Jefferson married Martha Wayles Skelton whose marriage produced six children, but only two daughters survived to adulthood. He owned several plantations and owned many slaves. Most historians believe that after the death of his wife in 1782, he had a relationship with his slave Sally Hemings and fathered at least some of her children. Jefferson died at his home in Charlottesville, Virginia, on July 4, the fiftieth anniversary of the adoption of the Declaration of Independence.
He sought out John Adams who, along with the latter's cousin Samuel, had emerged as a leader of the Congress. Jefferson and Adams established a permanent friendship which led to Jefferson's work on the Declaration of Independence. Adams supported Jefferson's appointment to the Committee of Five formed to write the Declaration in furtherance of the Lee Resolution passed by the Congress. After discussing the general outline of the document, the committee decided that Jefferson would write the first draft. The committee, including Jefferson particularly, initially thought Adams should write the document, but Adams persuaded the committee to choose Jefferson.
Consulting with other committee members over the next seventeen days, Jefferson drew on his own proposed draft of the Virginia Constitution, George Mason's draft of the Virginia Declaration of Rights, and other sources. The other committee members made some changes. A final draft was presented to the Congress on June 28, 1776.
The declaration was introduced on Friday, June 28, and congress began debate over its contents on Monday, July 1. resulting in the omission of a fourth of the text, including a passage critical of King George III and the slave trade. While Jefferson resented the changes, he did not speak publicly about the revisions. On July 4, 1776, the Congress ratified the Declaration, and delegates signed it on August 2 and in doing so were committing an act of treason against the Crown. Jefferson's preamble is regarded as an enduring statement of human rights, and the phrase "all men are created equal" has been called "one of the best-known sentences in the English language" containing "the most potent and consequential words in American history".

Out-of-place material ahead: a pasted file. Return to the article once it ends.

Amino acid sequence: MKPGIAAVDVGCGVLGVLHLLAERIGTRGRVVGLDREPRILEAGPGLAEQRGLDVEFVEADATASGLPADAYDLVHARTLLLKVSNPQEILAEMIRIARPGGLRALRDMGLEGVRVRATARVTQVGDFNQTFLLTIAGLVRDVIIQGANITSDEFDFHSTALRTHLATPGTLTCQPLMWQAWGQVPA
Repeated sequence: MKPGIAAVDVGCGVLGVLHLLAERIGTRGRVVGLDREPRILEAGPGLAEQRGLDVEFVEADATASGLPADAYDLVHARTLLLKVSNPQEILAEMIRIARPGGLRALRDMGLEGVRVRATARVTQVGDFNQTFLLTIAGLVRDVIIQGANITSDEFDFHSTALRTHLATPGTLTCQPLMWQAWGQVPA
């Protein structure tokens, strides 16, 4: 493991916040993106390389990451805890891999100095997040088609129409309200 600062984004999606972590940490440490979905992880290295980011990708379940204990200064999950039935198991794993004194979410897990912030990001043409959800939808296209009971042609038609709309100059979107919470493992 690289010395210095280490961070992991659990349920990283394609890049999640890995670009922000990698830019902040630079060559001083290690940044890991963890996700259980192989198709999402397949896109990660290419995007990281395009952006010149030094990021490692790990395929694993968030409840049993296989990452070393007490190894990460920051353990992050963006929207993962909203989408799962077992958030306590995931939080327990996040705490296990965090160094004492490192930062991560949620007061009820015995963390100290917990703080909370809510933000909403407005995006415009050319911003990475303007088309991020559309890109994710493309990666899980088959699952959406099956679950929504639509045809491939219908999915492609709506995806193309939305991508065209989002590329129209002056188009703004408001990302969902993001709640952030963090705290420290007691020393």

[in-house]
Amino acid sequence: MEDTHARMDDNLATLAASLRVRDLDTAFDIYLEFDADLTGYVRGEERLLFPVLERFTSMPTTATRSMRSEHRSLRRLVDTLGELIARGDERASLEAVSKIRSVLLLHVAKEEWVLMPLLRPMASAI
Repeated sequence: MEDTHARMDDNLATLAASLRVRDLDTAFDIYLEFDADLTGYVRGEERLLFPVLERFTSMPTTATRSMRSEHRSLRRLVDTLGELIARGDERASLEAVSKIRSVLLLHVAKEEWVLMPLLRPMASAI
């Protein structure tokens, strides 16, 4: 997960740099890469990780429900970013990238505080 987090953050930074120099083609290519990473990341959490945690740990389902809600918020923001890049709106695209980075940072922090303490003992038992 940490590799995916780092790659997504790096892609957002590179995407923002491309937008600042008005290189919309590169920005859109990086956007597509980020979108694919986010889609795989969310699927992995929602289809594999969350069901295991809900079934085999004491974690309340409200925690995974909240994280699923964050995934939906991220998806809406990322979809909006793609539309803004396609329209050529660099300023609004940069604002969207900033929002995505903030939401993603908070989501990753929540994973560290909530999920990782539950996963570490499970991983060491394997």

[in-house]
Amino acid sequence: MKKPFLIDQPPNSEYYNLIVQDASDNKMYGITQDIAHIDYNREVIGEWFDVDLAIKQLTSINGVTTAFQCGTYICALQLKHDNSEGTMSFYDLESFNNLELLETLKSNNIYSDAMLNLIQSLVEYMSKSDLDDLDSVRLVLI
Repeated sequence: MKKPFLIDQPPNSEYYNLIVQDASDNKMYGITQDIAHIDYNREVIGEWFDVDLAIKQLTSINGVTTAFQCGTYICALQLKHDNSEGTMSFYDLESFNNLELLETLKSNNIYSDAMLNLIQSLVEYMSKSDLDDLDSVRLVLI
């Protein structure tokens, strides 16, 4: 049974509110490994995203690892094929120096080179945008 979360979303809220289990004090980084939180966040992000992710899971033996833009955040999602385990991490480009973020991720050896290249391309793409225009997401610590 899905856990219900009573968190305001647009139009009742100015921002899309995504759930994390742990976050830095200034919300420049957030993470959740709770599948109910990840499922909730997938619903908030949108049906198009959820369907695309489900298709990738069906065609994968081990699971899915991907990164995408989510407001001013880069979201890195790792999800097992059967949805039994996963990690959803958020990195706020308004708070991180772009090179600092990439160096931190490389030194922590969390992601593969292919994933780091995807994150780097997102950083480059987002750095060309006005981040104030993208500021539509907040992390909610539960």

Upon assuming office, he first confronted an $83 million national debt. He began dismantling Hamilton's Federalist fiscal system with help from Secretary of Treasury Albert Gallatin. Jefferson's administration eliminated the whiskey excise and other taxes after closing "unnecessary offices" and cutting "useless establishments and expenses". They attempted to disassemble the national bank and its effect of increasing national debt, but were dissuaded by Gallatin. Jefferson shrank the Navy, deeming it unnecessary in peacetime. Instead he incorporated a fleet of inexpensive gunboats used only for defense with the idea that they would not provoke foreign hostilities. After two terms, he had lowered the national debt from $83 million to $57 million.
Jefferson pardoned several of those imprisoned under the Alien and Sedition Acts. Congressional Republicans repealed the Judiciary Act of 1801, which removed nearly all of Adams' 'midnight judges' from office. A subsequent appointment battle led to the Supreme Court's landmark decision in Marbury v. Madison, asserting judicial review over executive branch actions. Jefferson appointed three Supreme Court justices: William Johnson (1804), Henry Brockholst Livingston (1807), and Thomas Todd (1807).
Jefferson strongly felt the need for a national military university, producing an officer engineering corps for a national defense based on the advancement of the sciences, rather than having to rely on foreign sources for top grade engineers with questionable loyalty. He signed the Military Peace Establishment Act on March 16, 1802, thus founding the United States Military Academy at West Point. The Act documented in 29 sections a new set of laws and limits for the military. Jefferson was also hoping to bring reform to the Executive branch, replacing Federalists and active opponents throughout the officer corps to promote Republican values.
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#20. Leonhard Euler
Swiss mathematician and physicist, one of the founders of pure mathematics. He not only made decisive and formative contributions to the subjects of geometry, calculus, mechanics, and number theory but also developed methods for solving problems in observational astronomy and demonstrated useful applications of mathematics in technology and public affairs.